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UW drug abuse epidemiologist gathers data from sewage analysis

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  • UW drug abuse epidemiologist gathers data from sewage analysis
    By Kelton Sears Thu., Sep 25 2014 at 02:43PM


    In what would basically be a pee-test of epic proportions, Banta-Green is interested in the sampling method because it's anonymous, localizes results, and is far more accurate than most drug-use data, which is often only collected on a State level and based on unreliable phone surveys. The author of Washington's pot law, Allison Holcomb, thinks it's a marvelous idea.

    The idea came from a similar test Banta-Green did with a colleague at Oregon State University in 2008.

    "We had arranged to have wastewater samples collected for one day from 96 municipalities in Oregon, which is 57 percent of the population.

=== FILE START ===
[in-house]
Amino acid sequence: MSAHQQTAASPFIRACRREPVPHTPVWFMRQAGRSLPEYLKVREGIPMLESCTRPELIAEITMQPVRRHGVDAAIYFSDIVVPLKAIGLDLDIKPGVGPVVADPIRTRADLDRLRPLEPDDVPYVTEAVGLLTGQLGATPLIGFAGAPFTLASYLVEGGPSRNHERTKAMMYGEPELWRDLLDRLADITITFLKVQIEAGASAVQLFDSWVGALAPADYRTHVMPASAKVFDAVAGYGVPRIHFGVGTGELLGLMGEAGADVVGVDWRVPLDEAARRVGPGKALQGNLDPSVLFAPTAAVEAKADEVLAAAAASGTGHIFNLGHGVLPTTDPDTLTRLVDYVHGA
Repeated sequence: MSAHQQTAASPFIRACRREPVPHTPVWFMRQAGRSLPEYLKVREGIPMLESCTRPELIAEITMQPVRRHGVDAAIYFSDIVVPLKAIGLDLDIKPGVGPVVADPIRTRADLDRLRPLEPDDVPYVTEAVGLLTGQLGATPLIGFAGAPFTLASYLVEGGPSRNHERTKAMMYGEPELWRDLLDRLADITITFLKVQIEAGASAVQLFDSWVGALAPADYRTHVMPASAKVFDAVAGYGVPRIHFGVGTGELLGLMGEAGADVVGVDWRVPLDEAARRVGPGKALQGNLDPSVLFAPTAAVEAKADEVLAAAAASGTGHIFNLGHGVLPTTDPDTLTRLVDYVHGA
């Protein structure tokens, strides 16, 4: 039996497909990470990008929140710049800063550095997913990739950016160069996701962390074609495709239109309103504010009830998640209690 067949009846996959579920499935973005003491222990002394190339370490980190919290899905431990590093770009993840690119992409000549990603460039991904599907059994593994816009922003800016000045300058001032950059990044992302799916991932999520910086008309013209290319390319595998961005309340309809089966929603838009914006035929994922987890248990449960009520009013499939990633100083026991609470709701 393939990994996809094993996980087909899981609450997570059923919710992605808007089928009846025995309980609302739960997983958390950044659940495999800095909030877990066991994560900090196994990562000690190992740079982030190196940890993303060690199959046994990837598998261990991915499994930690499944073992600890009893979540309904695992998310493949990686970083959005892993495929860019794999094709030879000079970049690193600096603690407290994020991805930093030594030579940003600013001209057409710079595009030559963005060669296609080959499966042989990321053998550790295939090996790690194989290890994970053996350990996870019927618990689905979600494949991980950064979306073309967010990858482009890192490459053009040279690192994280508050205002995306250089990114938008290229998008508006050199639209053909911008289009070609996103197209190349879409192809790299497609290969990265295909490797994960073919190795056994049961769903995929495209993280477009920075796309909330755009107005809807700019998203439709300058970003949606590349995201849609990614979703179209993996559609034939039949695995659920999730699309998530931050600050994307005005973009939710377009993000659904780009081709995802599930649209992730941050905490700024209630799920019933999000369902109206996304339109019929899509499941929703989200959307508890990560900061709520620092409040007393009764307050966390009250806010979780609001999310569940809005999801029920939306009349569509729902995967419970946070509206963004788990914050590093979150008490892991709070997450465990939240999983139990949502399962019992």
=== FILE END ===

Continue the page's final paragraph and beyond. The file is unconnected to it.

"We looked at three different drugs with patterns of abuse: methamphetamine, cocaine, and MDMA (ecstasy). We found methamphetamine in every one of these cities. We found cocaine in most of these cities. And we found MDMA in maybe half these cities, mostly bigger cities and college towns. We thought that was interesting academically?you know, that this method appeared to work?but then also from a public perception, drug policy perspective what I found really compelling was that none of these cities except maybe Portland had drug use data about their own city. It was always a state average." ...

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